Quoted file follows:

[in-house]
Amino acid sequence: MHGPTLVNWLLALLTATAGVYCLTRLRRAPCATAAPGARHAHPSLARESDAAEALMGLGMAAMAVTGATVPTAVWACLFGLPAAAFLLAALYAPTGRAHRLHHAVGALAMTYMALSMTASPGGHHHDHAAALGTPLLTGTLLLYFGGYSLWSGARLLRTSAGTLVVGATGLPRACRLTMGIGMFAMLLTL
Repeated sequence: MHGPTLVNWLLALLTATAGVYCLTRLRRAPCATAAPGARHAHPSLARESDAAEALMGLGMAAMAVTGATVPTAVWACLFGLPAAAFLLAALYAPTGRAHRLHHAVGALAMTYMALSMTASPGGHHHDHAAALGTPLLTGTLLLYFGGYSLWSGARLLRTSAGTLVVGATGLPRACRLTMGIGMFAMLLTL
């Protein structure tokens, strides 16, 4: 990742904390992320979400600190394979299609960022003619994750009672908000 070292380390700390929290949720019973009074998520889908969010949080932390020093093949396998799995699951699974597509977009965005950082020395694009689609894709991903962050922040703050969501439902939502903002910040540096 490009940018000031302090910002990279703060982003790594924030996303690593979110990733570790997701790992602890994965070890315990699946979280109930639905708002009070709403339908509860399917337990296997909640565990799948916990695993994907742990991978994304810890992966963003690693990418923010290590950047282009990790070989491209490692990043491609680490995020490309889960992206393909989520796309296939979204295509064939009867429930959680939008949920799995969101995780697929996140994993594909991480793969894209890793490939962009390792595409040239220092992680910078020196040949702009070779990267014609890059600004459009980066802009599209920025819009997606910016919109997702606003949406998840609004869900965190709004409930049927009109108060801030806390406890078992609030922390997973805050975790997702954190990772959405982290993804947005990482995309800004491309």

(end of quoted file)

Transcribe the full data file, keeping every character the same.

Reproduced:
[in-house]
Amino acid sequence: MHGPTLVNWLLALLTATAGVYCLTRLRRAPCATAAPGARHAHPSLARESDAAEALMGLGMAAMAVTGATVPTAVWACLFGLPAAAFLLAALYAPTGRAHRLHHAVGALAMTYMALSMTASPGGHHHDHAAALGTPLLTGTLLLYFGGYSLWSGARLLRTSAGTLVVGATGLPRACRLTMGIGMFAMLLTL
Repeated sequence: MHGPTLVNWLLALLTATAGVYCLTRLRRAPCATAAPGARHAHPSLARESDAAEALMGLGMAAMAVTGATVPTAVWACLFGLPAAAFLLAALYAPTGRAHRLHHAVGALAMTYMALSMTASPGGHHHDHAAALGTPLLTGTLLLYFGGYSLWSGARLLRTSAGTLVVGATGLPRACRLTMGIGMFAMLLTL
């Protein structure tokens, strides 16, 4: 990742904390992320979400600190394979299609960022003619994750009672908000 070292380390700390929290949720019973009074998520889908969010949080932390020093093949396998799995699951699974597509977009965005950082020395694009689609894709991903962050922040703050969501439902939502903002910040540096 490009940018000031302090910002990279703060982003790594924030996303690593979110990733570790997701790992602890994965070890315990699946979280109930639905708002009070709403339908509860399917337990296997909640565990799948916990695993994907742990991978994304810890992966963003690693990418923010290590950047282009990790070989491209490692990043491609680490995020490309889960992206393909989520796309296939979204295509064939009867429930959680939008949920799995969101995780697929996140994993594909991480793969894209890793490939962009390792595409040239220092992680910078020196040949702009070779990267014609890059600004459009980066802009599209920025819009997606910016919109997702606003949406998840609004869900965190709004409930049927009109108060801030806390406890078992609030922390997973805050975790997702954190990772959405982290993804947005990482995309800004491309």